"He gave me torture anyway for about half an hour" - How Gillane became the fittest he's ever been in 2022
You don't know true pain...unless you've peddled one of those watt-bikes until you can't pedal anymore.
Cairbre Ó Cairealláin was the new-man into the Limerick set-up this year, as Strength and Conditioning coach, and, for his sins, Aaron Gillane got to know him straight away.
And the Patrickswell man won't ever forget him.
Ó Cairealláin came in with a reputation, having helped Tipperary to their All-Ireland win in 2019 and, according to Gillane, he wasn't long living up to it. He's asked about the former Antrim minor hurler's impact on the Limerick team and, quick as a flash, Gillane's mind turns to the depths of winter, to a modest dressing room in Rathkeale, when Limerick's new S and C coach put him through hell.
All the 26-year-old can remember now is the aftermath, as having completed a gruelling session on the watt-bike, he could only lie on the ground at the pain of it all. Those early season sessions are as tough as it gets but Gillane saw the benefits of it all come championship time, when he felt the fittest he's ever felt, and played some of the best hurling he's ever played.
"The only thing I can remember is back at the start of the year, Cairbre brought me into a dressing room back in Rathkeale and put me up on the Watt Bike," Gillane says in an interview with Diarmuid Lyng on The GAA Hour Show.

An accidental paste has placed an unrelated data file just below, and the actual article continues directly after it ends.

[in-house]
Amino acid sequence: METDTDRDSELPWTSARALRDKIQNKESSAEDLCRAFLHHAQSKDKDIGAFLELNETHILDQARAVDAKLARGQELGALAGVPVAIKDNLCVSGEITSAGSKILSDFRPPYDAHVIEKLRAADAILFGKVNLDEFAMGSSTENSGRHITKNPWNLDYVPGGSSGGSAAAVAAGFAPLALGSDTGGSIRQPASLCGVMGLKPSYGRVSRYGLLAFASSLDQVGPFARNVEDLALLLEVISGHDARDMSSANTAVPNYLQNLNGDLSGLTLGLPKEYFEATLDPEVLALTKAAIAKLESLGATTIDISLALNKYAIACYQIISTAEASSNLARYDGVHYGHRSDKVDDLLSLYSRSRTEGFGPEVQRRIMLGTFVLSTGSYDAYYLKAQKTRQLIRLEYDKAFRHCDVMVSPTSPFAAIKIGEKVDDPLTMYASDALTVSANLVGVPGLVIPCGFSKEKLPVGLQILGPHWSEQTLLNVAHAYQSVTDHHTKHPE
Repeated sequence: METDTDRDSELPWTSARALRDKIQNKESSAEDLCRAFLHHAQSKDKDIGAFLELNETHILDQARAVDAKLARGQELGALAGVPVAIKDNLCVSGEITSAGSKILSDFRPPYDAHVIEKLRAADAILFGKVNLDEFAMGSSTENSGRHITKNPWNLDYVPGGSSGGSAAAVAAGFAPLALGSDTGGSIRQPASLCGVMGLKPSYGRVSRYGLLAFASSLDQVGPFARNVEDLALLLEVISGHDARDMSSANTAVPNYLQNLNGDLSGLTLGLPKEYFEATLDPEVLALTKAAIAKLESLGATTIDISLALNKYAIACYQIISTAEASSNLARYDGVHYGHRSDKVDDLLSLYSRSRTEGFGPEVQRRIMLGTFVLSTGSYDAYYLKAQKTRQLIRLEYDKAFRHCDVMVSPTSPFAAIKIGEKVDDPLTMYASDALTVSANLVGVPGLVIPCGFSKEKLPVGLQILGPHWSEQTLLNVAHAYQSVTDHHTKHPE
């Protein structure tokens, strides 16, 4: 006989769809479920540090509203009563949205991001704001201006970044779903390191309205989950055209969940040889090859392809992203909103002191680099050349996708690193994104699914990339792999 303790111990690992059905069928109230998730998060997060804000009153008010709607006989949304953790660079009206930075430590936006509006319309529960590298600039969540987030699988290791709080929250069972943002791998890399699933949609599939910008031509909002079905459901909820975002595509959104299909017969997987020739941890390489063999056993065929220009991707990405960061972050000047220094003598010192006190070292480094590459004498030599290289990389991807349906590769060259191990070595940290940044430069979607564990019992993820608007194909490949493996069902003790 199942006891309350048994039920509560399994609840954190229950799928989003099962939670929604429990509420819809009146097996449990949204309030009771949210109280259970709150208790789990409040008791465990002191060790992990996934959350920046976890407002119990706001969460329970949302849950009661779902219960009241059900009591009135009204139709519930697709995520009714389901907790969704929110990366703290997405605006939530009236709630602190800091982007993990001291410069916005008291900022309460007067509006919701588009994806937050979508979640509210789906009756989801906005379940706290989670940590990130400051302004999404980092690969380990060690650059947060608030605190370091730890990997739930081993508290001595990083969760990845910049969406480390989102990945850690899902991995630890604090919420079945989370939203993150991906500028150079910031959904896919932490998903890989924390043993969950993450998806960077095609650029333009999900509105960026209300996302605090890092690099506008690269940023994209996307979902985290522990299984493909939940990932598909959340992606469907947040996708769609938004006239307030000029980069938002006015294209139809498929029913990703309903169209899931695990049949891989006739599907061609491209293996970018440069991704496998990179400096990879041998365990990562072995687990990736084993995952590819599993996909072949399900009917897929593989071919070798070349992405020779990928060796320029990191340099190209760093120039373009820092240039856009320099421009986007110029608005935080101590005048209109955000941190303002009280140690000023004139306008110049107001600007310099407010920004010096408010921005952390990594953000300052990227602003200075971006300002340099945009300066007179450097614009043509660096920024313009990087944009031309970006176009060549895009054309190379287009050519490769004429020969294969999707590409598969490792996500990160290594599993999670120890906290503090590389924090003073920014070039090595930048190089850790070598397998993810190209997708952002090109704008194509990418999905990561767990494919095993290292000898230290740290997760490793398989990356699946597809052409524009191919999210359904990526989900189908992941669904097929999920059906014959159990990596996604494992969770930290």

"He gave me torture anyway for about half an hour and I ended up on the floor, barely able to breathe," he adds with a laugh.
"Yeah, he set his stall out from the start of the year, this is how it's going to go, and to be fair to him, I'd say this year was the fittest I've ever been, that's all credit to Cairbre and how he is. He's very approachable and easy to get along with.
"I couldn't speak highly enough of him. He's a big hit now in the group, he's really settled in, everyone loves him.
That hard-work, both on and off the pitch, is the hallmark of this Limerick team and Gillane doesn't see them letting up any time soon.
"Some people might think we're weird in the sense that we actually enjoy the hard work and that that's actually where we get the enjoyment from. But I suppose we just know that once the hard work is put in, it's going to benefit us on the field and everything else will follow.
"Over the last few years, everything that we've won to date, that's down to one simple thing and that's hard work and we're going to continue to work hard when we get back training.
"What works best for us (on the field) is keeping it simple and controlling what you can control. When you step onto the field, the only thing you can control is how hard you work. You can't control it 'oh I'm going to score 0-2 or 0-3,' it's just how hard you can work..."
Aaron Gillane is hard as nails 🔨
(Clip via RTE Sport) pic.twitter.com/OZ8KAQw9ts
— GAA JOE (@GAA__JOE) July 6, 2022
And on the field, Gillane was irresistible this year ending up as the championship's top scorer. He scored points from all angles, goals in between and won his battles left, right and centre - with typical modesty, he gives a lot of the credit to his team-mates.
"You don't want to be a one trick pony. To be fair, my own mindset going into a match is just to make myself available every time a half back or midfielder gets the ball, and whatever way it comes in then, I just deal with it. What's benefiting me really, in my opinion, is that I have the best in the business hitting me in the ball, the likes of Declan Hannon and Darragh O'Donovan - you could watch them play hurling all day, lovely hurlers, lovely hands, lovely ball-in, so I just try to be on the end of that.